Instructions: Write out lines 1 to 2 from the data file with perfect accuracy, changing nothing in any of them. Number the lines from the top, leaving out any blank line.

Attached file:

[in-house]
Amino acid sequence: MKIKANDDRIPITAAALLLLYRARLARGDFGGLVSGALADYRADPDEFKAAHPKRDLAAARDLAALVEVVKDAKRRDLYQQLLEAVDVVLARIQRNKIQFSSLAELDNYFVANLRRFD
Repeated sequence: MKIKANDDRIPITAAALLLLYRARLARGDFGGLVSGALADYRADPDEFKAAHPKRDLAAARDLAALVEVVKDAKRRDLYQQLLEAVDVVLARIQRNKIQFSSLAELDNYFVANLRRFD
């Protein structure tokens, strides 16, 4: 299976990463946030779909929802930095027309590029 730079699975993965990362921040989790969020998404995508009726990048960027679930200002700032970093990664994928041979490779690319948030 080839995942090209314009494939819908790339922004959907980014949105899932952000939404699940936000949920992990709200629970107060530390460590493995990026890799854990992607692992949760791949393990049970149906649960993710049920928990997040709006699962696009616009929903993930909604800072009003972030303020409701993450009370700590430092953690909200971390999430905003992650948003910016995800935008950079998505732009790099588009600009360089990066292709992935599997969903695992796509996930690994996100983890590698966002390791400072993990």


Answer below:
[in-house]
Amino acid sequence: MKIKANDDRIPITAAALLLLYRARLARGDFGGLVSGALADYRADPDEFKAAHPKRDLAAARDLAALVEVVKDAKRRDLYQQLLEAVDVVLARIQRNKIQFSSLAELDNYFVANLRRFD